"Elvis Presley grew up in the musical melting pot of Memphis, where his emerging talent was heavily influenced by local strains of pop, country, rhythm and blues, and gospel. As a young truck driver in 1953, he paid four dollars to record a song for his mother's birthday. Sun Records then the label of such other young talents as Johnny Cash and Jerry Lee Lewis soon signed him, and his first record, 'That's All Right, Mama,' was an instant hit. By 1956, thanks in part to a series of sensational television appearances, he was crowned the 'king of rock and roll,' with a string of recordings that included 'Heartbreak Hotel,' 'Don't Be Cruel,' and 'Hound Dog.' Since his death, Presley has emerged as an iconic entertainment figure, and his Graceland mansion has become one of the nation's most-visited popular culture shrines." -- National Portrait Gallery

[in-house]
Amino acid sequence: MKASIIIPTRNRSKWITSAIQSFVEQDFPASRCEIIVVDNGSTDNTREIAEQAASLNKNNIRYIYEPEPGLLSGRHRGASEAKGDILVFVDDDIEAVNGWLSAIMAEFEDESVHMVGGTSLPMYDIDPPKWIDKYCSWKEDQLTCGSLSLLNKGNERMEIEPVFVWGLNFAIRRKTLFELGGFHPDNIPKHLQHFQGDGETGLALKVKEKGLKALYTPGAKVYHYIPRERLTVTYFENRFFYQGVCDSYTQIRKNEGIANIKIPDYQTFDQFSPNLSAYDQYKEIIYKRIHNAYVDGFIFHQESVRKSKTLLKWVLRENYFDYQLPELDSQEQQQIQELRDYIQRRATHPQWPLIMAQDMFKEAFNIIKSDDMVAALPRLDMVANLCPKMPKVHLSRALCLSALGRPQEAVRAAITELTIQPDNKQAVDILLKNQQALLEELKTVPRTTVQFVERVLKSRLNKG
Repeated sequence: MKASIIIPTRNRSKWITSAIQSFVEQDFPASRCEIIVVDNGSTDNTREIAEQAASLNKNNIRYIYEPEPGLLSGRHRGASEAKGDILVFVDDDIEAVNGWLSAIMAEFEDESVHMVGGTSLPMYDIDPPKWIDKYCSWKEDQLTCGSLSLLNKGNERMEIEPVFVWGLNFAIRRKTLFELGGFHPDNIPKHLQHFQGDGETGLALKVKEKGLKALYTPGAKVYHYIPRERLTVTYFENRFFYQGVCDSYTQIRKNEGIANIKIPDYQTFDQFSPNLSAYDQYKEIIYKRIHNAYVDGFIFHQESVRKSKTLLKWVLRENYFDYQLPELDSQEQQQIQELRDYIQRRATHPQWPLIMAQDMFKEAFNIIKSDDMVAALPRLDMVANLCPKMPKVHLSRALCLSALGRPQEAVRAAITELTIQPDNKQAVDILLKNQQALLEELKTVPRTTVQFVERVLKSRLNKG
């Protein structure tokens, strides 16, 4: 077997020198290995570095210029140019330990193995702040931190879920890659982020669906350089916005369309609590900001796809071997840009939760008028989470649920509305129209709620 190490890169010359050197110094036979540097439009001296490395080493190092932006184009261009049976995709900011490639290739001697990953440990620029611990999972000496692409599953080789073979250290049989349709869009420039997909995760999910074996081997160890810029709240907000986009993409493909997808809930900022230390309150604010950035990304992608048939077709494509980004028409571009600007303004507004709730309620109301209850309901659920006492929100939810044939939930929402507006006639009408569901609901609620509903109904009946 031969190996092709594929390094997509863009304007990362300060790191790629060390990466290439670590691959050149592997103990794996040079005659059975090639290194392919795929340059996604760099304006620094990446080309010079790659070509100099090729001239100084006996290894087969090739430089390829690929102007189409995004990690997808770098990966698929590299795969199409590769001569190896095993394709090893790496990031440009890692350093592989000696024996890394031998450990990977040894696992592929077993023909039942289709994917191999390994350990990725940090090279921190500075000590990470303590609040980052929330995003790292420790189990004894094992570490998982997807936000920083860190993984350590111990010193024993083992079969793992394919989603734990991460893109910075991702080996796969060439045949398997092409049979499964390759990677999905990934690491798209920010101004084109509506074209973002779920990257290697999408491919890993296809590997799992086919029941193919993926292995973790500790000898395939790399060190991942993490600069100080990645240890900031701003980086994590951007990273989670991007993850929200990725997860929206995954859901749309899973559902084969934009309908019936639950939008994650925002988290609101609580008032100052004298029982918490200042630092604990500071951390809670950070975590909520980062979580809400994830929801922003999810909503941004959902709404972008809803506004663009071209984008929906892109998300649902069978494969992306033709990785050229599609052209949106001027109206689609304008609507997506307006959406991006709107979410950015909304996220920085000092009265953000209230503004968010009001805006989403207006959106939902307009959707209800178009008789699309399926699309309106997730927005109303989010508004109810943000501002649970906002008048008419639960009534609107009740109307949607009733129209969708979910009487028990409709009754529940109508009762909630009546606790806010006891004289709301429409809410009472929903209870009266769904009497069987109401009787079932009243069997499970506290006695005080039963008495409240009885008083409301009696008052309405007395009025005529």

Ralph Wolfe Cowan 1976-88 VAU 113541
"Elvis sat for Cowan in 1969, and Cowan produced the portrait that hangs today at Graceland. At the time, Cowan also made sketches for this portrait but left them alone until 1988, when he completed this work. At the time this portrait was drafted, Elvis was transitioning from making films to performing live; from 1968 until his death in 1977, he toured regularly. Of Elvis, Cowan said, he 'was funny and had charisma that was bigger than life. I enjoyed our friendship.'" --Warren Perry January 8, 2010. (NPG)
Elvis's TCB ring. (Taking Care of Business)
Elvis's pose in this portrait is very similar to Donald Trump's pose in Cowan's 1989 portrait entitled "The Visionary."
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